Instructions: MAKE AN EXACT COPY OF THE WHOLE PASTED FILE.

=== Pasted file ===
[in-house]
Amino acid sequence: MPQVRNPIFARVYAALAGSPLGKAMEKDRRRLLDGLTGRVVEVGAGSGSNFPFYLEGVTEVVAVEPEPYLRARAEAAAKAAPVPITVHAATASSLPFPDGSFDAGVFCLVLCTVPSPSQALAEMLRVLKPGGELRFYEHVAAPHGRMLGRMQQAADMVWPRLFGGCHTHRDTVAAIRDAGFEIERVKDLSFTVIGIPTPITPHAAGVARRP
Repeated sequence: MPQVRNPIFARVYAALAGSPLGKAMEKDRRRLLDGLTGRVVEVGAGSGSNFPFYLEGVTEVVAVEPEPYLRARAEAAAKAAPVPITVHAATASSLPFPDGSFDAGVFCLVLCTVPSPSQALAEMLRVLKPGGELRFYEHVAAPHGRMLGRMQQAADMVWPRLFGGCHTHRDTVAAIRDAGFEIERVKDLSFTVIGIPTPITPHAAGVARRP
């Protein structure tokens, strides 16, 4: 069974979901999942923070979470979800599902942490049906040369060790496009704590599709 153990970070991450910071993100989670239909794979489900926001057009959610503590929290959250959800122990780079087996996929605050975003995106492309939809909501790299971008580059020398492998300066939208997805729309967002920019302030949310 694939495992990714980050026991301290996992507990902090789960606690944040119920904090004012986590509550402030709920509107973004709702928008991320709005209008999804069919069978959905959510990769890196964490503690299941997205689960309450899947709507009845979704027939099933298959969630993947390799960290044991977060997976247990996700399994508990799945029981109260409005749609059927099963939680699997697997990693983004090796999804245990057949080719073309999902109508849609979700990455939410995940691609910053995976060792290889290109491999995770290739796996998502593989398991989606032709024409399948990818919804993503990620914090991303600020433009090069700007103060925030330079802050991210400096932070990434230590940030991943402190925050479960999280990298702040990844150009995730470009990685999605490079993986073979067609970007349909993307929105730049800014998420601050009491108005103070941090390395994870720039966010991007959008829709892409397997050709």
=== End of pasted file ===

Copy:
[in-house]
Amino acid sequence: MPQVRNPIFARVYAALAGSPLGKAMEKDRRRLLDGLTGRVVEVGAGSGSNFPFYLEGVTEVVAVEPEPYLRARAEAAAKAAPVPITVHAATASSLPFPDGSFDAGVFCLVLCTVPSPSQALAEMLRVLKPGGELRFYEHVAAPHGRMLGRMQQAADMVWPRLFGGCHTHRDTVAAIRDAGFEIERVKDLSFTVIGIPTPITPHAAGVARRP
Repeated sequence: MPQVRNPIFARVYAALAGSPLGKAMEKDRRRLLDGLTGRVVEVGAGSGSNFPFYLEGVTEVVAVEPEPYLRARAEAAAKAAPVPITVHAATASSLPFPDGSFDAGVFCLVLCTVPSPSQALAEMLRVLKPGGELRFYEHVAAPHGRMLGRMQQAADMVWPRLFGGCHTHRDTVAAIRDAGFEIERVKDLSFTVIGIPTPITPHAAGVARRP
């Protein structure tokens, strides 16, 4: 069974979901999942923070979470979800599902942490049906040369060790496009704590599709 153990970070991450910071993100989670239909794979489900926001057009959610503590929290959250959800122990780079087996996929605050975003995106492309939809909501790299971008580059020398492998300066939208997805729309967002920019302030949310 694939495992990714980050026991301290996992507990902090789960606690944040119920904090004012986590509550402030709920509107973004709702928008991320709005209008999804069919069978959905959510990769890196964490503690299941997205689960309450899947709507009845979704027939099933298959969630993947390799960290044991977060997976247990996700399994508990799945029981109260409005749609059927099963939680699997697997990693983004090796999804245990057949080719073309999902109508849609979700990455939410995940691609910053995976060792290889290109491999995770290739796996998502593989398991989606032709024409399948990818919804993503990620914090991303600020433009090069700007103060925030330079802050991210400096932070990434230590940030991943402190925050479960999280990298702040990844150009995730470009990685999605490079993986073979067609970007349909993307929105730049800014998420601050009491108005103070941090390395994870720039966010991007959008829709892409397997050709």